I am feeling a bit inspired by using physical laws to guide technique, like how Newton's laws are used here to give guidelines for bow hold: https://www.violinist.com/blog/fjt/20215/28767/. My idea is to model a human by for example a skeleton as rigid bodies and tendons and and ligaments as strings and then measuring how 'good' different limb positions are from things like pressure or tension in them (possibly muscles too but they are so complex so I don't know how to model them). I don't really know what identifies good technique besides not using more force than necessary, and using force smart so you don't accidentally cancel yourself out so to speak. Does anyone know what kind of metrics could be good to evaluate "good technique"?

I actually know some more things that are good, that the posture still allows for mobility so there are no locking behavior, and that it is stable so you don't accidentally slide (though I don't know if that is a physical thing or more of a muscle memory thing).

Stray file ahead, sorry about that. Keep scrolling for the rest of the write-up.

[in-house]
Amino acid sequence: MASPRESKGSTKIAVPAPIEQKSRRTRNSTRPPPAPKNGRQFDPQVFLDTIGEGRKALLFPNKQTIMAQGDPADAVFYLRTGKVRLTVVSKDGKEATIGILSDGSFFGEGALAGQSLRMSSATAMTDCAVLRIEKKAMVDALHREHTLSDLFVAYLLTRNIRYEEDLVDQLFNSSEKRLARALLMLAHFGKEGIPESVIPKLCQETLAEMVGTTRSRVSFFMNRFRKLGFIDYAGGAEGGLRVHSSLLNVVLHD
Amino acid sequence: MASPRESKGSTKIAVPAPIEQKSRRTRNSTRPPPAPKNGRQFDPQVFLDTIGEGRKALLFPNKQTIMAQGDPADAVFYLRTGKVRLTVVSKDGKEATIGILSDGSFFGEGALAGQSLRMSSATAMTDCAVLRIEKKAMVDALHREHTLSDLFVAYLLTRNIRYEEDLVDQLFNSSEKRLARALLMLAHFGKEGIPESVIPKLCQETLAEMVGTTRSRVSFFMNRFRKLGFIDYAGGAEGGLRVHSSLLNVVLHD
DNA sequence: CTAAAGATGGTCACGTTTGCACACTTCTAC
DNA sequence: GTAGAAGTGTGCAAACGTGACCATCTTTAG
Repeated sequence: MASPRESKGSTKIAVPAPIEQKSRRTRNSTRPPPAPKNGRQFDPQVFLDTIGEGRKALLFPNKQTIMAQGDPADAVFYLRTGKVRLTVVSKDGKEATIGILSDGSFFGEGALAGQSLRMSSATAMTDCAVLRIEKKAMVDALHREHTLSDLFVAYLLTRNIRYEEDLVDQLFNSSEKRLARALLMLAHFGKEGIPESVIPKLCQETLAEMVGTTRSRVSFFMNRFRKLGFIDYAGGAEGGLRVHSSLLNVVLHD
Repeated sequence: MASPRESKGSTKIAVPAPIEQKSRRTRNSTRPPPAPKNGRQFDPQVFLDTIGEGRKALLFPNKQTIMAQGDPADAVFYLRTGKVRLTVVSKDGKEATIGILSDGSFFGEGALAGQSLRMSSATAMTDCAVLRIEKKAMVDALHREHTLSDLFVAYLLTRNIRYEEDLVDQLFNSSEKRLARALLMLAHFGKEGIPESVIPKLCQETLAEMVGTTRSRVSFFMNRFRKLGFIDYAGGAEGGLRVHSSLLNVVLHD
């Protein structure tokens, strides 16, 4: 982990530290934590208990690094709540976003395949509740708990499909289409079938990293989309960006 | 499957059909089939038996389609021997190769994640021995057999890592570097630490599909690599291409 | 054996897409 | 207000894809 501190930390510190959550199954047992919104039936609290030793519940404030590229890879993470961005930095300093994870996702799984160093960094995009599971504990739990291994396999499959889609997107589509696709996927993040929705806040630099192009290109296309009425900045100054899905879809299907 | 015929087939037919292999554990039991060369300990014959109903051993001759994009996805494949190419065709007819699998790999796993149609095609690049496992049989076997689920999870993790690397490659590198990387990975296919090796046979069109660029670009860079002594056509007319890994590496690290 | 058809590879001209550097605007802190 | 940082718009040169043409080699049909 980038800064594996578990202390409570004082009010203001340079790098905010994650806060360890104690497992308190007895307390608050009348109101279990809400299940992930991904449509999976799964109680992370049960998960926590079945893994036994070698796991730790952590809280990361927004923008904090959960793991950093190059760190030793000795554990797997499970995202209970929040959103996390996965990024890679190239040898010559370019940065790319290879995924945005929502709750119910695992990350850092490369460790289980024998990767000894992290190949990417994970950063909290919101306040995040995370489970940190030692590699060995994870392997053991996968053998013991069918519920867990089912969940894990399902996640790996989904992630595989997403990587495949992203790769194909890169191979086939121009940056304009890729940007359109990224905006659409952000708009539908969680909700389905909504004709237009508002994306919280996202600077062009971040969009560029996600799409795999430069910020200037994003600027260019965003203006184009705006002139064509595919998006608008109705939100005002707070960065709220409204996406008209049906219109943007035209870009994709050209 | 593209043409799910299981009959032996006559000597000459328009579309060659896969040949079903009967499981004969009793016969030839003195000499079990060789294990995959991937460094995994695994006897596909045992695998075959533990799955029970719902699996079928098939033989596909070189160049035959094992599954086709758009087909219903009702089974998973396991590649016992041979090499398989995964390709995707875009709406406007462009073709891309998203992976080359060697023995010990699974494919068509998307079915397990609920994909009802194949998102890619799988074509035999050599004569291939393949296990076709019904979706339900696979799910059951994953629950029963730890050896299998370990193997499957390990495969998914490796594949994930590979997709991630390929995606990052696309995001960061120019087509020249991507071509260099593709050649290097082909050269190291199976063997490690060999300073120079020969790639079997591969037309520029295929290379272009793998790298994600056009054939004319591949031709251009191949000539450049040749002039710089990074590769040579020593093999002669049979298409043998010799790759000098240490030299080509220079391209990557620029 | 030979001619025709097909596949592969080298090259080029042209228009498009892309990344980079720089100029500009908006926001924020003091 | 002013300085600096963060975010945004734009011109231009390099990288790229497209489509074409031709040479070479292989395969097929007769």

• Are you asking specifically about violin, or all instruments - please specify in the tags.
    – Tim
    May 27 at 8:25
  • I changed to the ones I am mostly interested in. (The ones where you use your mouth would need much more complex modeling than I was thinking about)
    – Emil
    May 27 at 8:27
  • This would be a challenging task. You already recognized that good technique is about more than where certain body parts are positioned; you could have your arm in the same place, but with or without tension present. also, good posture is seldom static. It’s not about finding the perfect place and staying there; it’s about freedom to move around it, but coming back to there. May 27 at 15:28
  • Finally, whatever gets codified as the recommended posture has a lot to do with tradition, but even more to do with pragmatism. The techniques that evolve to become “correct” are typically the overlap of what is sustainable with what it takes to achieve certain musical goals. May 27 at 15:29
  • Perhaps to do this correctly would probably mean identifying styles using data mining on a lot of data, but for a freetime project that is not feasible (mapping pose estimations to an actual human model is probably a master thesis on its own...). But maybe a few metrics can arise so I can throw it on an optimizer and look at one possible solution.
    – Emil
    May 28 at 5:56


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